How to regenerate our economy

By Fiona Stephenson

The tide is turning, with the Covid Curve well and truly flattened in NZ. There are many uncertainties around the shape of the post-virus economy, but now’s the time to act to ensure it takes the form we want. To get the ball rolling, SBN hosted an online CEO Forum on 17 April to get some tips from the top.

Hundreds of people tuned in to watch ‘The New Economy: resilience and regeneration’. Speakers included James Shaw, Minister for Climate Change; Mike Bennetts, CEO of Z Energy and Convenor of the Climate Leaders Coalition; Kirsten Corson, General Manager of Zilch (electric car-sharing company, representing SMEs); and Rachel Brown, CEO of the Sustainable Business Network.

If you missed the webinar, you can watch a recording here. Or if time’s short, check out these key take-outs:

  1. Speak up!

Minister James Shaw said businesses wanting the economic recovery to align with a low-carbon transformation need to lobby Cabinet ministers right away. He said: “Now is the time for businesses to speak up about the shape they want the new economy to take.”

He said we have the moral duty and an extraordinary opportunity to spend money now to get us through the crisis, and we ought to spend it on things that will get us onto a low emissions pathway. Businesses that use crises like this to adjust their business model and operations often succeed better over time.

SBN has seized the opportunity, and has already sent a letter to ministers outlining what we believe the government needs to invest in. We asked our members to send us their views, and we included a representative selection of their opinions in the letter, together with real projects the government could and should get behind. You can read the letter here.

It’s not too late to have your say. We’re encouraging as many businesses as possible to advocate for sustainability to play a central role in the new economy. We’re also collating investment-ready projects from across our network. If you’d like to add yours to the list, please let us know.

  1. Never waste a crisis.

Mike Bennetts said we currently have a short window of opportunity when people’s resistance to change is lower, so now’s the time to act.

He suggested that in a couple of months people could start getting angry that the pandemic was allowed to happen and will want to go back to the way things were. It will be tempting for leaders to do that. The concern is that people and businesses will turn their attention to more immediate economic needs, rather than longer-term sustainability.

So use this time wisely and embed social and environmental values into your work.

  1. Be bold.

According to Kirsten Corson, “if ever there was a time for business to be innovative and courageous, this is it. It’s a time of opportunity as well as challenge.”

Businesses will need to be more open to working together to make a significant impact. Zilch is an electric car sharing service. While it forms a valuable part of a low-carbon mobility solution, we need a coordinated mix of different options, such as public transport, cycleways and infrastructure design for an effective system that’s good for people and planet.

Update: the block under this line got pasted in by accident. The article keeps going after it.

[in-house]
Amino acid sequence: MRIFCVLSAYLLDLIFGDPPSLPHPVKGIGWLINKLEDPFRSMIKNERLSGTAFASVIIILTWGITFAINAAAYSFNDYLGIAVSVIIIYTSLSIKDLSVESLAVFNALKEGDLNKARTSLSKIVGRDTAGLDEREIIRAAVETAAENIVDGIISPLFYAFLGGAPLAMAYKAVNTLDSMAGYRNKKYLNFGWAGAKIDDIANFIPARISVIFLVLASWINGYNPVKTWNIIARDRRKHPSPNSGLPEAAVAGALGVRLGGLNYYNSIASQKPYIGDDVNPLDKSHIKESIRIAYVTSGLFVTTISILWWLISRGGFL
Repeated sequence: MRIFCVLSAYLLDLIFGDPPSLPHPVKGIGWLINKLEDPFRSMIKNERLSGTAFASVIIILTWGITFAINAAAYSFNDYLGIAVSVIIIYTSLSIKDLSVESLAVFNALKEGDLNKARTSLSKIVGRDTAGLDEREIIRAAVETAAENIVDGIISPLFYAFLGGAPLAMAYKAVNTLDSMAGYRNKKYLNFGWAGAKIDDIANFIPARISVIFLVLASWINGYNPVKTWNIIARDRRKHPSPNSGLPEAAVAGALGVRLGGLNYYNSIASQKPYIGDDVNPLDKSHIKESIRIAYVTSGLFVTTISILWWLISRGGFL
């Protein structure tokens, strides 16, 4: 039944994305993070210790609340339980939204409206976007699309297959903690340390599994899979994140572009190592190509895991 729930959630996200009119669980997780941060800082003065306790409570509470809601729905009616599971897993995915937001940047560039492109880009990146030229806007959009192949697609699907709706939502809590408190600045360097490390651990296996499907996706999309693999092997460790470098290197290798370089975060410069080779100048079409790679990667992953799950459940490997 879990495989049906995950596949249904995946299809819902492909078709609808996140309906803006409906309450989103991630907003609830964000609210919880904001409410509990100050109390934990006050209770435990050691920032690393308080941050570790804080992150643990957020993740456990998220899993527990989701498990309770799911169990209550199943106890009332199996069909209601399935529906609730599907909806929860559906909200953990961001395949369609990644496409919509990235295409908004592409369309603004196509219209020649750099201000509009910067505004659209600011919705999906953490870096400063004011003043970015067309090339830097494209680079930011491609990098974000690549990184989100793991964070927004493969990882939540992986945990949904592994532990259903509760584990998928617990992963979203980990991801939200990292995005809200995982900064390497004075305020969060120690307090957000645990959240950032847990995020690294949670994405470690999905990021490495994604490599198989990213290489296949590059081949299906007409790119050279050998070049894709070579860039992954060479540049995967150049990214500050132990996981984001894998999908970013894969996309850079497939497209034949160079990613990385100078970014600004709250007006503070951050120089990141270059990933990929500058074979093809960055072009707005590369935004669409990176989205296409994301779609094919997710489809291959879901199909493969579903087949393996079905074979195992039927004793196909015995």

Kirsten said: “Don’t lose that simplicity of what we’re doing at the moment, and use that to go forward and make changes within business.”

  1. Build back better.

Rachel Brown called for a system that is redistributive (fairer) and regenerative (improving people and nature, not simply sustaining them).

She said now is the time for a rethink. The negative social and environmental impacts of ‘business as usual’ haven’t gone away. They were unsustainable then. They still are.

She outlined nine ways to build back better:

  • All stimulus investments use wellbeing, circular and climate filters.
  • Bring investments forward to transform to a fairer, low carbon and circular future.
  • Reskill our workforce via cross sector partnerships.
  • Collaborate to support resilient, low carbon SMEs.
  • Invest in our restoration and conservation sector.
  • Prepare for localisation and regenerative food.
  • Invest now in low carbon mobility and accessibility.
  • Invest in sustainable cities and buildings.
  • Invest upfront for waste minimisation and circular innovation.


This is how we will survive and thrive together.

If you haven’t yet had a chance to view this important CEO Forum, please go to this link. It is free to watch, and will give you insight into what a post-Covid-19 economy should look like, and the initiatives SBN is prioritising to get us heading in the right direction.

If you have a specific project or business idea that will generate jobs and be regenerative, please let us know. Please outline the concept, how quickly it could be activated and an estimate of jobs it could create. We’ll add it to our list of member initiatives and will update ministers when we have the opportunity.